Aviva: finances top stressor for US men and linked to weight gain
by Gill Montia
A new survey by Aviva USA, in collaboration with Mayo Clinic, has found the primary factor contributing to stress for men in the US is their financial situation.
The survey also reveals a strong correlation between high levels of stress and dramatic weight gain among US males.
Two out of three men reported they were stressed, with finances the top contributing factor for a third of the men surveyed.
In addition to the linkage between stress and finances, 45% of men also reported gaining weight over the past 10 years and according to the study, the correlation between weight and stress is pronounced.
Specifically, men who indicated a large decrease in weight over the past 10 years tended to be less affected by stress, whereas men who were extremely stressed were more than three times as likely to have had a dramatic increase in weight over the last decade, compared to other male respondents.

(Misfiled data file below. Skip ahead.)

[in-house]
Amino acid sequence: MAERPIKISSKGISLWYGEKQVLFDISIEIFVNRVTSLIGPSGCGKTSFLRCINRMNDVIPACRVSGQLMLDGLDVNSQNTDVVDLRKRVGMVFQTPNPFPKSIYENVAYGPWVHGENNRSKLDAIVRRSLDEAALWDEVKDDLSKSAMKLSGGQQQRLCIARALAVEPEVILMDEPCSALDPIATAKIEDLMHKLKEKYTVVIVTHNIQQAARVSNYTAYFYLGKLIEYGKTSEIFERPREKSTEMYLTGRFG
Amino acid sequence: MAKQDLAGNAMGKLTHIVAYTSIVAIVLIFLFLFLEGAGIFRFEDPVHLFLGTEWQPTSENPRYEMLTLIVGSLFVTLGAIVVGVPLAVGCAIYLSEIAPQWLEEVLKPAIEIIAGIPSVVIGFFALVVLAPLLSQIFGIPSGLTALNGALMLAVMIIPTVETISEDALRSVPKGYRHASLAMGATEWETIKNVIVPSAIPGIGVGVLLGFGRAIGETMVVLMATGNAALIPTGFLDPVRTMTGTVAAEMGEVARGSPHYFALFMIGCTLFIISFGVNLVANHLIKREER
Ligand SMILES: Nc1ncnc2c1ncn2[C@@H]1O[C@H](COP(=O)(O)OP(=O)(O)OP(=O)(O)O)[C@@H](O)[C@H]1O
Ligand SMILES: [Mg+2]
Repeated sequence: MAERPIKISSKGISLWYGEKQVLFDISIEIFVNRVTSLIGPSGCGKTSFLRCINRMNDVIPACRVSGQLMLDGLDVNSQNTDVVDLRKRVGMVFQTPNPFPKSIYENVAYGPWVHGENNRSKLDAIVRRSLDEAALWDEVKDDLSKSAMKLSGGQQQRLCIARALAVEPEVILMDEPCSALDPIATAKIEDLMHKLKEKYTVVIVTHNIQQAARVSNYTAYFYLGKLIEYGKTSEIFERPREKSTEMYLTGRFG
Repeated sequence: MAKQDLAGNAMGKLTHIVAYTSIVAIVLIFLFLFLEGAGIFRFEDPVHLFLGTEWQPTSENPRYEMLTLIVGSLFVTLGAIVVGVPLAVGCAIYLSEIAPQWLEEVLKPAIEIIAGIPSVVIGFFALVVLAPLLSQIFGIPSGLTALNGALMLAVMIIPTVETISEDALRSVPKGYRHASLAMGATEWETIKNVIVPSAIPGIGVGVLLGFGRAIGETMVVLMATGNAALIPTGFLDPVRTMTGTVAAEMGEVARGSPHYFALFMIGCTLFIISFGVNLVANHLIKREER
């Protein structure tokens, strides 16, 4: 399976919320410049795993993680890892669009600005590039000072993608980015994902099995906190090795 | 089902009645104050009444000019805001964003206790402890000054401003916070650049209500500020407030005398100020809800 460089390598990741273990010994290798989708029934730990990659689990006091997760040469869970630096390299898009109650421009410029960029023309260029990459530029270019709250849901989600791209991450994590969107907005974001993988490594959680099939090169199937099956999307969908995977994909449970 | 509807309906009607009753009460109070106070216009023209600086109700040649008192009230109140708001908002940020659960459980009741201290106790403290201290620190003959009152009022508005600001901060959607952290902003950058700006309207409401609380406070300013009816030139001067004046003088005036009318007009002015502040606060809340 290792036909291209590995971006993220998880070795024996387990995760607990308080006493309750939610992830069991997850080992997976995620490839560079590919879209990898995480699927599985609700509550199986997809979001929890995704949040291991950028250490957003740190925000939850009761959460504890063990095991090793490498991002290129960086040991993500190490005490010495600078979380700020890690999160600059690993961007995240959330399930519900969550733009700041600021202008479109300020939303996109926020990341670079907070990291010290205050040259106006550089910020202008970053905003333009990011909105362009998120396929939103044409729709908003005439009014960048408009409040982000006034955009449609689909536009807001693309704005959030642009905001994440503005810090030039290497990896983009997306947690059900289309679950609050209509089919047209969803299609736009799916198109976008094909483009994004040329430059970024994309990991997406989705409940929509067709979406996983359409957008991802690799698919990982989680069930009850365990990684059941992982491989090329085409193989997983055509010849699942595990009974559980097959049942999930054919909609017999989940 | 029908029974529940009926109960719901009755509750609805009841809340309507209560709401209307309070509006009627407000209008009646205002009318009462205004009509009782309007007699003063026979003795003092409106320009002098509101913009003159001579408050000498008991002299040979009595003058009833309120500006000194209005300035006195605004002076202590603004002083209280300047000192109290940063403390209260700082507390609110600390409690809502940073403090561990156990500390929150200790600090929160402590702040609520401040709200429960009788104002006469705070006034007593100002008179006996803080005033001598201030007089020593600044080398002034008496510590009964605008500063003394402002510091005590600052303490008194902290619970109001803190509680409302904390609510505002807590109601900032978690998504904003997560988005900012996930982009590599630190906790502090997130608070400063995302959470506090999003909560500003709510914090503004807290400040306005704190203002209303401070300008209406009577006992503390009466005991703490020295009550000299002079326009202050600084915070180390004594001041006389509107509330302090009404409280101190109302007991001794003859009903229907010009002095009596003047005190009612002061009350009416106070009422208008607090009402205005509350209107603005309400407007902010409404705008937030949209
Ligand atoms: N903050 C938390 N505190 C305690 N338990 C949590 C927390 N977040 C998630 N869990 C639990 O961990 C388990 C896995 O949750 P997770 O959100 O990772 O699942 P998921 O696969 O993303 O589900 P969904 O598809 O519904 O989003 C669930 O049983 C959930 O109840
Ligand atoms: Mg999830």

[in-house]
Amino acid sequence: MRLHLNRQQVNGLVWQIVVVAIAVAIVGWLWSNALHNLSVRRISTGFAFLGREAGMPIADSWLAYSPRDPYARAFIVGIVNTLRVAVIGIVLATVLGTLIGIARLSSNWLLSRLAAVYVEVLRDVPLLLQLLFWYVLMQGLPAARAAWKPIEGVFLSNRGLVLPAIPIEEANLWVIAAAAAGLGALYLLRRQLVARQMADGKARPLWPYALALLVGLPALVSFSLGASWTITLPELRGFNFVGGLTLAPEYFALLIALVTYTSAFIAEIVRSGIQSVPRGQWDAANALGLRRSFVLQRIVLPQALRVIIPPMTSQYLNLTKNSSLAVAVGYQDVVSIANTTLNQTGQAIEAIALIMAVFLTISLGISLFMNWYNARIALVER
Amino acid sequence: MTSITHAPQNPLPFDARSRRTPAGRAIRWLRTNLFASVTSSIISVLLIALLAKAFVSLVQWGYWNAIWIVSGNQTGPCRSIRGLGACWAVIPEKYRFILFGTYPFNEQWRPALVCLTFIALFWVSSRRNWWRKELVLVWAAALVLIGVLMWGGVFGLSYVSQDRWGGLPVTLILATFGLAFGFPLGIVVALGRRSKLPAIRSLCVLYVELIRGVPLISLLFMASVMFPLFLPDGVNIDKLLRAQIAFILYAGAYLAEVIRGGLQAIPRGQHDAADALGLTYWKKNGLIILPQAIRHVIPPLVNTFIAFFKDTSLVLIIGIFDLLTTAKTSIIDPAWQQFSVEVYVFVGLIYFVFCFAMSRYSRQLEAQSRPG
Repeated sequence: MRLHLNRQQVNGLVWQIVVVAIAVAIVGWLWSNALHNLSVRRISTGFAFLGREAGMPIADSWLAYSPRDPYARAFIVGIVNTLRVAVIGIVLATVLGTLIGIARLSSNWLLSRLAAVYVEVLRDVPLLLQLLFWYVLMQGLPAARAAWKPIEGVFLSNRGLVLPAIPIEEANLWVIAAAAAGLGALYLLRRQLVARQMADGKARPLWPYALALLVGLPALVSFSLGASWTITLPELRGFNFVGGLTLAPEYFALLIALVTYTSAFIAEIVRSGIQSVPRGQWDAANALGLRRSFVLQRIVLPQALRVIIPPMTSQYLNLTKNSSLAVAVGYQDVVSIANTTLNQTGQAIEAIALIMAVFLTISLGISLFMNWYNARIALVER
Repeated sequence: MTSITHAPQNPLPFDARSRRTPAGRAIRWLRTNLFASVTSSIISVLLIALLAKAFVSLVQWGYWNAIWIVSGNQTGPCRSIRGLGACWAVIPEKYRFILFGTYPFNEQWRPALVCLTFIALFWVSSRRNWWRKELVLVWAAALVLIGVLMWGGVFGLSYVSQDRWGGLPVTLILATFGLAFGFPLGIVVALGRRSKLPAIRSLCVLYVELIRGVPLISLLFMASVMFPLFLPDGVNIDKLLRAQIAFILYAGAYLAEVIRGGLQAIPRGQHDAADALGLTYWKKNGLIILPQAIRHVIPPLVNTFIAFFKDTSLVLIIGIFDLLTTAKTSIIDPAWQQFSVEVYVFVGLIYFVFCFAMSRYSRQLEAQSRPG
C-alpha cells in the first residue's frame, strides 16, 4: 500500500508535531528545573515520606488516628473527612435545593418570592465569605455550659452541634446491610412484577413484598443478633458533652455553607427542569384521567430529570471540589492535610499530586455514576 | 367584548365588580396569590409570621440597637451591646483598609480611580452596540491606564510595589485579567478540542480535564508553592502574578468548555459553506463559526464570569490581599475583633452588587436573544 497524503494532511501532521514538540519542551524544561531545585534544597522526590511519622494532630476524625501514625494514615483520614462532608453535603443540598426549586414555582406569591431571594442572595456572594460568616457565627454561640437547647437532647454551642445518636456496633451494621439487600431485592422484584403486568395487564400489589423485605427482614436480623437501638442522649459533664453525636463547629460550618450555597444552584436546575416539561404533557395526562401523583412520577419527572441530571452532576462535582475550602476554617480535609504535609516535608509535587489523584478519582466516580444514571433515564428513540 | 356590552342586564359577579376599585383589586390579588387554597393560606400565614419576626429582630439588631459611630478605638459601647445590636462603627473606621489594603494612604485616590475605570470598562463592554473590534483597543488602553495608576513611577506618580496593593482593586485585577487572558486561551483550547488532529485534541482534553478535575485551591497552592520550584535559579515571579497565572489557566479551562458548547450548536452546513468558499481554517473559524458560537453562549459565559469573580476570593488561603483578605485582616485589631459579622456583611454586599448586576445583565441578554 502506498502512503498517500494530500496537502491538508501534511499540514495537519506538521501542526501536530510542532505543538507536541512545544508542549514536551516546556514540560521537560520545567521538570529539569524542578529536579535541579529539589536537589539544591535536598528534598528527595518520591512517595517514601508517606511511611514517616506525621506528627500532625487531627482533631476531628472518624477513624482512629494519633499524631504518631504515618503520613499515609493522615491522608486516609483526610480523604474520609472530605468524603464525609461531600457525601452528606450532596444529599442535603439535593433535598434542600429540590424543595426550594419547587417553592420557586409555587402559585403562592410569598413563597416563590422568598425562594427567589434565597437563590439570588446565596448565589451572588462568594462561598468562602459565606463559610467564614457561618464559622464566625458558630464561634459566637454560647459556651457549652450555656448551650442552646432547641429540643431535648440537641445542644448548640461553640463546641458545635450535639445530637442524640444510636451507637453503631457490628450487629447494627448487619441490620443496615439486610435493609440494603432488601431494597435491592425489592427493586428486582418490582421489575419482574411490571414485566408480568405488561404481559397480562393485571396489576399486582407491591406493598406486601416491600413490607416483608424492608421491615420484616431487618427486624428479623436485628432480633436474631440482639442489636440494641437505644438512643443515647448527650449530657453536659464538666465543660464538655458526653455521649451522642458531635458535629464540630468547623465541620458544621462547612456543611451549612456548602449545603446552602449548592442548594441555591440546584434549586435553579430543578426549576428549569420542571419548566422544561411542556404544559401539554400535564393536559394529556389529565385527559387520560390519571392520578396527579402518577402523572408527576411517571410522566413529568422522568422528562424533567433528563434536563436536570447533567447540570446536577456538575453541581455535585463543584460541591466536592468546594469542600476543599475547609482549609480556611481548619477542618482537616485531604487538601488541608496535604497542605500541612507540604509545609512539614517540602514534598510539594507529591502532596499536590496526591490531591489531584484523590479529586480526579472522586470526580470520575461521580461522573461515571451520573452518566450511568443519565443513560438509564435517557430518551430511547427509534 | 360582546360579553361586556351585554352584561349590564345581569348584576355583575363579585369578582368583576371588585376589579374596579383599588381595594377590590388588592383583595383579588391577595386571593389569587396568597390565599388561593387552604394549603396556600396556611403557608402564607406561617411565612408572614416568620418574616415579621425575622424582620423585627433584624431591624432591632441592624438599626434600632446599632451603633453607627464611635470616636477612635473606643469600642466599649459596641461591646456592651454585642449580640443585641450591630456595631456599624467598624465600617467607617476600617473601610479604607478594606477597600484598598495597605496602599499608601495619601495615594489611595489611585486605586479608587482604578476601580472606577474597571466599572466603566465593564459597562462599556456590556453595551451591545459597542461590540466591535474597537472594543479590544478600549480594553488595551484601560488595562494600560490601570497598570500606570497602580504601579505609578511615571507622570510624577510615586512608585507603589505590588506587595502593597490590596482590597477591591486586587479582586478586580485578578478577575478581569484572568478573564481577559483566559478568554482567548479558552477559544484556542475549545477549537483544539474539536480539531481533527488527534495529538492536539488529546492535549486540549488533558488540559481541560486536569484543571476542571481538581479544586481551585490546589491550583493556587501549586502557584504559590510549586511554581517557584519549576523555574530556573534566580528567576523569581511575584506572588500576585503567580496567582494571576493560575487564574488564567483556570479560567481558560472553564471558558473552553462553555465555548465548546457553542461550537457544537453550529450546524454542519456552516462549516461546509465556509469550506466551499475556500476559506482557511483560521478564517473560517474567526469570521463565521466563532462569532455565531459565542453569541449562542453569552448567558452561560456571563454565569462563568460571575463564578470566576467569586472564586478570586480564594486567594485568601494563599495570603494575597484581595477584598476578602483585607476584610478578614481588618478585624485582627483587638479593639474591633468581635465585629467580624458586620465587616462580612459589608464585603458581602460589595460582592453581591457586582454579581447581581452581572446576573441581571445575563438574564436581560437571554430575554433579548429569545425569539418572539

Additional key findings related to men are:
One in four men questioned rarely or never exercised.
When asked to identify the factor that most contributes to their stress, 34% of men said their financial situation, 17% said family / relationships, 12% said job stability, 10% said the fast pace of life and 8% said their health.
Sixty-two percent of men who were extremely stressed were also uncomfortable with their financial situation. In contrast, only 21% of those who said they are not stressed claimed to be uncomfortable with their financial situation.
Even though men identified “financial situation” as the biggest factor contributing to stress, half of all men surveyed said they rarely discuss finances with anyone.
Aviva USA’s survey was conducted by Ipsos and involved 2,000 US adults.